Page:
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Why Loyalty ? – Lessons Learned

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Why Loyalty ? – Lessons Learned
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The plethora of loyalty and rewards programs we encountered over the past week inspired this mini-series “Why Loyalty”.  

As a reminder, the question was not about whether the brands we examined should or should not engage their customers with a loyalty program. We’re going to accept that as a given for smart marketers. The question was rhetorical, i.e. we were asking ourselves, “if you’re going to do it that way, is a loyalty program your best option”?

By asking the question and documenting a lesson or two from each situation (we called each one a Loyalty Truth), we reminded ourselves of best practices brands should incorporate in their strategic planning as well as trends impacting the future of loyalty marketing.

Through our quick study of program elements offered by Immediate Health Care, Skechers, Banana Republic, and Marriott, we arrived at this short list of take-aways:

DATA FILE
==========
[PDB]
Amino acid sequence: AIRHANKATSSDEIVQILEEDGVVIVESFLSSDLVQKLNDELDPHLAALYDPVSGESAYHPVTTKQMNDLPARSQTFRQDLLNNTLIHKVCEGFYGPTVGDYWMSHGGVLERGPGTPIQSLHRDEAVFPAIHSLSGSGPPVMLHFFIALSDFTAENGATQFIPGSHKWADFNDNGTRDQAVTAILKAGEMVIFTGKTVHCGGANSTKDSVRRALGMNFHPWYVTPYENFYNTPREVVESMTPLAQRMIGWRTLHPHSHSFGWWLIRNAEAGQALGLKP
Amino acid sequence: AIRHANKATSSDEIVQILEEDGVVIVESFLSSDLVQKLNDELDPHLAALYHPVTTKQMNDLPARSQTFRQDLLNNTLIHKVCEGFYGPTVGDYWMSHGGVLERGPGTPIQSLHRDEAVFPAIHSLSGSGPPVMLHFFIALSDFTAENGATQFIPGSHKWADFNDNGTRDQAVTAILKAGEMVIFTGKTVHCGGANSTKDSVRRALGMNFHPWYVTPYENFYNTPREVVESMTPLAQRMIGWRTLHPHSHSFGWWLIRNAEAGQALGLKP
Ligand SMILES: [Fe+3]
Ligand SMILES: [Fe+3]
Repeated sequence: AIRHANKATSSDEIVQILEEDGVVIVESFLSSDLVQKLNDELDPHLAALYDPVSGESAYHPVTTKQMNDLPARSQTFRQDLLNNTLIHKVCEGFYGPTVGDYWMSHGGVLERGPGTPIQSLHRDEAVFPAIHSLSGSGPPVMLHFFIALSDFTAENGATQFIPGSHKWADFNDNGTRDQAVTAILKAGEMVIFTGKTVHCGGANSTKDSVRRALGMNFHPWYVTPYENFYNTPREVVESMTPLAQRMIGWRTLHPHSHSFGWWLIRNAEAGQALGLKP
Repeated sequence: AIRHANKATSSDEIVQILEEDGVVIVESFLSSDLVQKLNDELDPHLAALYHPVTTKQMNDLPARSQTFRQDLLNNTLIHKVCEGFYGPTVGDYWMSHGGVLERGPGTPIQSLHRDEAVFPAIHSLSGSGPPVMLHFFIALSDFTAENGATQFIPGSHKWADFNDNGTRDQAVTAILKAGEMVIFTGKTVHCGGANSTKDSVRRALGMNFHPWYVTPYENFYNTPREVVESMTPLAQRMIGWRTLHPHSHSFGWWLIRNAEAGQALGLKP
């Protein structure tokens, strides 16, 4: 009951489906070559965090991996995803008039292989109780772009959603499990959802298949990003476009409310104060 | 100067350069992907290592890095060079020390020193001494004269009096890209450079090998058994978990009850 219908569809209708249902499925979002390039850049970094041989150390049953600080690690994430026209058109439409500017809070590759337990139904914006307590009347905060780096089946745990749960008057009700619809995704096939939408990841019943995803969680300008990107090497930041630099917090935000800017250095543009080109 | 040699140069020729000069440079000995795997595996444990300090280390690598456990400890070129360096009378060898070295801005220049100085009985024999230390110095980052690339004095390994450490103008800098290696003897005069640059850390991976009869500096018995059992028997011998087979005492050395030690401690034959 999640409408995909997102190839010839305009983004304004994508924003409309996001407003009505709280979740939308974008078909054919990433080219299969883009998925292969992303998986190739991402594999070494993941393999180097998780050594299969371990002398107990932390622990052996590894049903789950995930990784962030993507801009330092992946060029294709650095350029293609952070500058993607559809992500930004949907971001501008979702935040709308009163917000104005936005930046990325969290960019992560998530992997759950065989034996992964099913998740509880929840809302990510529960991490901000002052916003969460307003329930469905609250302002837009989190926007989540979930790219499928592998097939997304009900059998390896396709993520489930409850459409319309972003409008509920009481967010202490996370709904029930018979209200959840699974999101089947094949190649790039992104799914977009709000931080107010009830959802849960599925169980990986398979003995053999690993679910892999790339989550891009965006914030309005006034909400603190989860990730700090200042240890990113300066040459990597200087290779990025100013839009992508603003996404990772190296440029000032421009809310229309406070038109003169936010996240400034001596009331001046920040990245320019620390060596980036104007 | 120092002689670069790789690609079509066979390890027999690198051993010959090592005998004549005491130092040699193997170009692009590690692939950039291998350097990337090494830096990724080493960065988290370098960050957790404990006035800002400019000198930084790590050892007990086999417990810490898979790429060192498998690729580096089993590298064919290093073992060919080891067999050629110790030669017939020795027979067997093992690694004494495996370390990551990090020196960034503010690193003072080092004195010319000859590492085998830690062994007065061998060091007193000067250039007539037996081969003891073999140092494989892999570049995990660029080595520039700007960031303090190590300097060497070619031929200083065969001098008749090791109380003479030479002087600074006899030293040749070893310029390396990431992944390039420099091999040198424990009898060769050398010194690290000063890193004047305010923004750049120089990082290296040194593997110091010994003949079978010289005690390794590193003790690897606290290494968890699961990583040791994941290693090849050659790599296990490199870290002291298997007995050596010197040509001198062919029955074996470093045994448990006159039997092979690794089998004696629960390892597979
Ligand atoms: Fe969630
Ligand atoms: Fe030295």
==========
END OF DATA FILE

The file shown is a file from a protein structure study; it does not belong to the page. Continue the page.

Loyalty Truth #1:

Consumers have expectations of the “L” word, and any brand proclaiming it has a loyalty program needs to meet or exceed minimum requirements. By not offering a fully complemented value proposition that makes enrollment and participation worthwhile, brand damage can result.

Loyalty Truth #2:

If the only option for loyalty program design results in a commodity approach to loyalty, brands should consider ripping up the script and trying something innovative and new. The risk in doing so is minimal compared to offering another “me-too” program.

Loyalty Truth #3:

With competition in the payments business at an all time high, centering a loyalty program offer on a private label credit card is a risky strategy. Retailers need look in the opposite direction and consider accepting non-traditional forms of payment and opening up the ways their customers can pay, while still collecting rewards.

Loyalty Truth #4:

The substance of reward offers needs to be challenged daily. The door is open as never before to delight consumers with experiences, in-store events, and status-oriented privileges that register well but cost little. The days of centering value propositions on gift cards and merchandise may be nearing an end.


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